Young students at The College School in Webster Groves use beige, brown and darker brown crayons to color human figures. Educators tell students they can use any color they want to draw people, even if the person’s color does not match their own.
This is a part of the school’s Witnessing Whiteness program, a program based on the book “Witnessing Whiteness” by Shelly Tochluk and is dedicated to helping white people recognize and combat systemic racism through action and conversation. The program is a voluntary program offered to faculty and staff of The College School and is not part of the required curriculum for students.
The College School was founded in 1963 as a project of Webster University to explore different teaching methods. The historical progressiveness of the school is what paves way for things like Witnessing Whiteness, Vincent Flewellen, the Director of Equality and Inclusion at The College School said.
The program is dictated by the Young Women’s Christian Association (YWCA) whose goal is to eliminate racism and empower women, according to their website. Flewellen says when we talk about racism, it’s important to mediate the conversation.
“It’s our belief that we should provide opportunities for white individuals to come into a space, to have conversations among themselves that is facilitated by individuals through the YWCA program to help them process and navigate those waters of understanding unconscious and conscious bias and racism,” Flewellen said.
The College School has always been open to giving students a voice, according to Alumni Liz Sharpe-Taylor. Sharpe-Taylor said growing up in the school as a black person, she feels the school has always been conscious enough to introduce programs that encouraged her voice as an individual. But to Sharpe-Taylor, this program is the most important in times of conflict.
“Especially in the aftermath of what happened with Mike Brown and the things that are transpiring because of the Stockley verdict,” Sharpe-Taylor said. “This program is specifically geared towards letting people have a safe space for brave conservations. Faculty and staff participation helps because it allows them to examine their own self in an introspective type of way.”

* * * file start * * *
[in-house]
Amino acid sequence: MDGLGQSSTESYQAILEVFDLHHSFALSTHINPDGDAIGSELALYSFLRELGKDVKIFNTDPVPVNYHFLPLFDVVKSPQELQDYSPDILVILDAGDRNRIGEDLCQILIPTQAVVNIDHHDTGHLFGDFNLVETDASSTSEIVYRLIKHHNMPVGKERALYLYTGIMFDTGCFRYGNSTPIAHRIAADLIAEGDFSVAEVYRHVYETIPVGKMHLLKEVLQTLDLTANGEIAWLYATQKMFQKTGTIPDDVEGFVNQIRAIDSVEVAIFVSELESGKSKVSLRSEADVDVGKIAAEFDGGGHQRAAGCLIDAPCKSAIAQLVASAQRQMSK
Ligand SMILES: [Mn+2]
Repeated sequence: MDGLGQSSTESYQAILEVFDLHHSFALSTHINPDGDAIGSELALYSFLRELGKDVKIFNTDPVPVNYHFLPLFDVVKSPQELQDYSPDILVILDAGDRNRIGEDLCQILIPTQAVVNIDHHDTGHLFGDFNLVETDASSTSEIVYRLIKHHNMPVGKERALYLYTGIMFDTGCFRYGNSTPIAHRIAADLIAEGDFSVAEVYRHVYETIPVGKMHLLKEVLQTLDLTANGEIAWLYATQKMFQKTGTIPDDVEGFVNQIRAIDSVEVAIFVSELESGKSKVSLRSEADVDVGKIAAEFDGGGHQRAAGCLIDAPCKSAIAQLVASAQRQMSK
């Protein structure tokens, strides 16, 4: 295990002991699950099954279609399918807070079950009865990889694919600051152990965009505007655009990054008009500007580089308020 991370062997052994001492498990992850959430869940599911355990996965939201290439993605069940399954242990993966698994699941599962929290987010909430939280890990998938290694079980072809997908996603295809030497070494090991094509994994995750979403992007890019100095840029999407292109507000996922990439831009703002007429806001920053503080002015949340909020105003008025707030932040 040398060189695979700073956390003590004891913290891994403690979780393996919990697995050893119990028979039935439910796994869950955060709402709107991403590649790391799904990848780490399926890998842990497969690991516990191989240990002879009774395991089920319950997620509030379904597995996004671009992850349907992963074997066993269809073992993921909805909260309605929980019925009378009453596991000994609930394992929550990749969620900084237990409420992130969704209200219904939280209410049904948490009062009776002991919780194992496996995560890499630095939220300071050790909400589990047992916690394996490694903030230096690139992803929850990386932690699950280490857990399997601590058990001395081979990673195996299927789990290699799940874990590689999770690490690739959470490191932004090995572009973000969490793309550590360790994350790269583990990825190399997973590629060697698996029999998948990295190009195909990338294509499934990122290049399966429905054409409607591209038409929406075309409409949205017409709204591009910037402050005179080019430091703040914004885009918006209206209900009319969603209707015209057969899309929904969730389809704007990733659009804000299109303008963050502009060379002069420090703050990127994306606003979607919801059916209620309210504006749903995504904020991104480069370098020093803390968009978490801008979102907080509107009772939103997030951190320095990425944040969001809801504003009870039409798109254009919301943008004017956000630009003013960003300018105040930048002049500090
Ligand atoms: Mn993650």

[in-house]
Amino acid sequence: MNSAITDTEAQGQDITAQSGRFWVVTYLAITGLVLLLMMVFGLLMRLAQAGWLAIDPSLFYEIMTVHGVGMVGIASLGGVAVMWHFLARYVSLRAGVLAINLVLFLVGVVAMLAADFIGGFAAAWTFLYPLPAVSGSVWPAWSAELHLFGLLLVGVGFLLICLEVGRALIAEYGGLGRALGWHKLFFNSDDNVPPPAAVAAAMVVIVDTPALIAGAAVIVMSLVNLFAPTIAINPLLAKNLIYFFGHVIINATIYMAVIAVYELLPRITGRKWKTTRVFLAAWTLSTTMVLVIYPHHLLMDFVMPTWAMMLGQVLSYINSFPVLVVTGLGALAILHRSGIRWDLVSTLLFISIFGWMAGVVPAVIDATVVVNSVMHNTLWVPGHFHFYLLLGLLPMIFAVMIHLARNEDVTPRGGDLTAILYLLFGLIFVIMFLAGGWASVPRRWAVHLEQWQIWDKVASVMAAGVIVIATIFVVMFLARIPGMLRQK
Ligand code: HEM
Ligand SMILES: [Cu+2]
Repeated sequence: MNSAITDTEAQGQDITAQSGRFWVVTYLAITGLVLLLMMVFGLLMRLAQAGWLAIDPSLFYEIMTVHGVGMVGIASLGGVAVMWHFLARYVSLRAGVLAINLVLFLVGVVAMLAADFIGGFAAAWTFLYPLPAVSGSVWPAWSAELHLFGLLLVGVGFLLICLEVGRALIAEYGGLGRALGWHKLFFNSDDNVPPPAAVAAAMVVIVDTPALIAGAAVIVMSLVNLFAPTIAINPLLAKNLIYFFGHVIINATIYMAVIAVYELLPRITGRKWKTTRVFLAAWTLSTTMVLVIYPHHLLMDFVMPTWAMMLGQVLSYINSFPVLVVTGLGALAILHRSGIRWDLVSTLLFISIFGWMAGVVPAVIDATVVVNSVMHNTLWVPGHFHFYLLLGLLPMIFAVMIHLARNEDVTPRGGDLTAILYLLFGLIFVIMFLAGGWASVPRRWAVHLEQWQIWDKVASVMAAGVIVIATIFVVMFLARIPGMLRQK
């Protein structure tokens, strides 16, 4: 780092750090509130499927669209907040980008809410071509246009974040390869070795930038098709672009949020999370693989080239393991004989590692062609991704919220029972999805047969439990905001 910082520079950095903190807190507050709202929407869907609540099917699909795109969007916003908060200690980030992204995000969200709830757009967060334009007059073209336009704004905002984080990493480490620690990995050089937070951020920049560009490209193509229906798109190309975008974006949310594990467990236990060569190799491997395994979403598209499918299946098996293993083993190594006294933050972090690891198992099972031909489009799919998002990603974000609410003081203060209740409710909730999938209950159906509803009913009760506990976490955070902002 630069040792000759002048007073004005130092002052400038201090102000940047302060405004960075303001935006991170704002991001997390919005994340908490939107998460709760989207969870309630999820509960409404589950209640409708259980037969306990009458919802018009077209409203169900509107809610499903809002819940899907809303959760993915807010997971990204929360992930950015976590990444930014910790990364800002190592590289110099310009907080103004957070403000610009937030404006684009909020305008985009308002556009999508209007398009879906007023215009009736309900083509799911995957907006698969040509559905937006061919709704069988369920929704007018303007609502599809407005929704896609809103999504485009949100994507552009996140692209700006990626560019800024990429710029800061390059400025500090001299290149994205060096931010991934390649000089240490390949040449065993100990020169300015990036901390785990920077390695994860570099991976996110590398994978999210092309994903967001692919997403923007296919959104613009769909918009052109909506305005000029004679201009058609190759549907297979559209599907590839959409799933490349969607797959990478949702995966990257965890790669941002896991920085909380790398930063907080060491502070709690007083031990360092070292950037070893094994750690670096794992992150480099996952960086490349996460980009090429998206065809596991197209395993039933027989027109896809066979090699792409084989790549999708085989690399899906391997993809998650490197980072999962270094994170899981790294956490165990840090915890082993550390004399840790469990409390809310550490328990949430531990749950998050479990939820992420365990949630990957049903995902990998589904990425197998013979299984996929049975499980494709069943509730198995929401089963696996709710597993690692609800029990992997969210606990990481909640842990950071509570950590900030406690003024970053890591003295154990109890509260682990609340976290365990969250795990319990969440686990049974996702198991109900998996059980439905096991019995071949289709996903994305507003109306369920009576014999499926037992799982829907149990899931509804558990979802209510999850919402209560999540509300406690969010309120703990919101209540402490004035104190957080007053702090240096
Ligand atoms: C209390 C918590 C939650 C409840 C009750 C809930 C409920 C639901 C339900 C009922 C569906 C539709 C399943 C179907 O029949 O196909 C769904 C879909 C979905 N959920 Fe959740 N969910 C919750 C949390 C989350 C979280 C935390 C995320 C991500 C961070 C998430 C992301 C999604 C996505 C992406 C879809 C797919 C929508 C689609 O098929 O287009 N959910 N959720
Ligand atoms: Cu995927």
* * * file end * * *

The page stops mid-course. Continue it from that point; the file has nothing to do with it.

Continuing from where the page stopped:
When things like the Stockley Verdict happen in St. Louis, the program aims to spark a conversation. On the day of the verdict, Flewellen said instead of talking about the case, they focused on talking about the emotions involved and understanding others thoughts and feelings about the verdict. A big part of this was allowing students at the middle school level to understand the potential of protests using age appropriate examples.
“When you’re on the playground and you see a kid crying, you’re not just gonna run past him and go play soccer. You stop, you engage, you see what’s going on, you understand why the person is hurting,” Flewellen said. “We encouraged our students to take time to talk with their families about feelings that people will potentially demonstrating in the weeks to come and for them to take some time to figure out what that’s about.”
Even with only 26 percent of The College School’s population being of a racial minority, nearly half of the school signed up for the group. The importance of sparking a conversation about race in the classroom even starting from preschool and kindergarten, is because it’s a part of each child’s identity, according to Ed Maggart, head of The College School.
“While we want to treat all children with equity, it doesn’t mean all children are the same,” Maggart said. “[the program] is an attempt to recognize, understand and celebrate that.”
* Additional reporting by Haley Walter